In two weeks, In Falling Snow will be out in the world. It's been over ten years since I first read about Miss Ivens and the other doctors who took it upon themselves to travel to France and there build a hospital for wounded French soldiers in an old, old abbey during WWI, risking all for what they believed in.
In Falling Snow will be launched in Brisbane, Australia, where I grew up, at Avid Reader in West End, where good people get their books, by Anna Bligh, former Premier of Queensland. If you heard of the terrible floods that beset Queensland while Anna was Premier in 2011, you may have seen her interviewed. I was in Canada at the time, observing from a distance. She achieved the perfect balance of fierce leadership and gentle love. It makes her ideal to launch In Falling Snow.
Since I first came across the Scottish Women Doctors, I've visited the abbey myself, read many first-hand accounts and novels of war, given birth to a child, worked on a major review or two, published a non-fiction book, and written lots of journalism, all the while writing little doo-dads and bits of pieces in notebooks and on cards about Royaumont and the women.
Now I can't wait to see the novel find its readers. It's a beautiful story that could only have grown out of the loving communities I was lucky enough to be part of while writing, Fondation Royaumont which provided me with the chance to see the abbey first-hand, the Banff Centre in Canada where art is fed to you in the water, the town of Banff with its cold snow and warm Albertans, my Australian publisher Allen and Unwin and agent Curtis Brown where I've found such a home, and my friends and family with me on the writing journey or just on the journey.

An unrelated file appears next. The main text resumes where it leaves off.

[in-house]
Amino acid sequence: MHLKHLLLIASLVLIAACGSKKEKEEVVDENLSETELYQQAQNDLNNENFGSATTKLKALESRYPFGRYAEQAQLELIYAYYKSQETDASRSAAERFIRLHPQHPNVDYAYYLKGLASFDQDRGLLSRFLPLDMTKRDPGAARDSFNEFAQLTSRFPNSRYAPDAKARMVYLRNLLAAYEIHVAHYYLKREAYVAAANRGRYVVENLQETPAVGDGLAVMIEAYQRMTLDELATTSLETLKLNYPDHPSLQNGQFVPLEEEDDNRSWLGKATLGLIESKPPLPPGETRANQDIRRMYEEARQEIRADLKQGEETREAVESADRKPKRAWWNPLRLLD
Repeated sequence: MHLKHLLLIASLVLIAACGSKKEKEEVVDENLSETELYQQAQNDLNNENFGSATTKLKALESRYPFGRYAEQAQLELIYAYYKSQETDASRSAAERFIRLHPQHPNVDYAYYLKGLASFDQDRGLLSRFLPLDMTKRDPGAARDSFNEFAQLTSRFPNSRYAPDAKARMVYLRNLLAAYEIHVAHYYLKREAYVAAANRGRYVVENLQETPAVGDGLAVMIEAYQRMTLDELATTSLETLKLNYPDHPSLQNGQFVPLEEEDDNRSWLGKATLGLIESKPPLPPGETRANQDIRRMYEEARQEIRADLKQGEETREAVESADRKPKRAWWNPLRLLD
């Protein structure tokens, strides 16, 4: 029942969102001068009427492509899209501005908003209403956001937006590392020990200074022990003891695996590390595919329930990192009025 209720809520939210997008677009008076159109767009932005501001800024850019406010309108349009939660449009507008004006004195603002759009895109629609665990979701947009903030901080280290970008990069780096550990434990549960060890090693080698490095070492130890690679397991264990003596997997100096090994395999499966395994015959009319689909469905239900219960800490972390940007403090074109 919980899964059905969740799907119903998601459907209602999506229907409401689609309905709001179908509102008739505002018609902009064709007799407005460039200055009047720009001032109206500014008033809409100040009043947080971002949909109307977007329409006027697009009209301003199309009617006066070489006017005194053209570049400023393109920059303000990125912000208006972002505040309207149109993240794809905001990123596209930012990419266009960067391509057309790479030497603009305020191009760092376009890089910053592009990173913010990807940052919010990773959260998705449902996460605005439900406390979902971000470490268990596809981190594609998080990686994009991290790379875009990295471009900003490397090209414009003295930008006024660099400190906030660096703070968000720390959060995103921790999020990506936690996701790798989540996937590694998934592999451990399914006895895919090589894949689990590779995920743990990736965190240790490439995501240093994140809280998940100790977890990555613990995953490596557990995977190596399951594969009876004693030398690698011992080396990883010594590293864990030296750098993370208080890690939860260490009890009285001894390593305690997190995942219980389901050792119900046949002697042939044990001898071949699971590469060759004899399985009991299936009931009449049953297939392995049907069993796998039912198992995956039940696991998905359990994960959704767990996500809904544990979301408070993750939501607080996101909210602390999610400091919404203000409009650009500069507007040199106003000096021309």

I have had cause lately to think about why we are alive and what our lives are for, to face my own mortality in light of someone else's. I don't have an answer. But I do know that it's these communities that matter, friends, family, colleagues. 'Only connect,' is what Forster said. 'Only connect.' It's what In Falling Snow is setting out to do. Go well, dear book.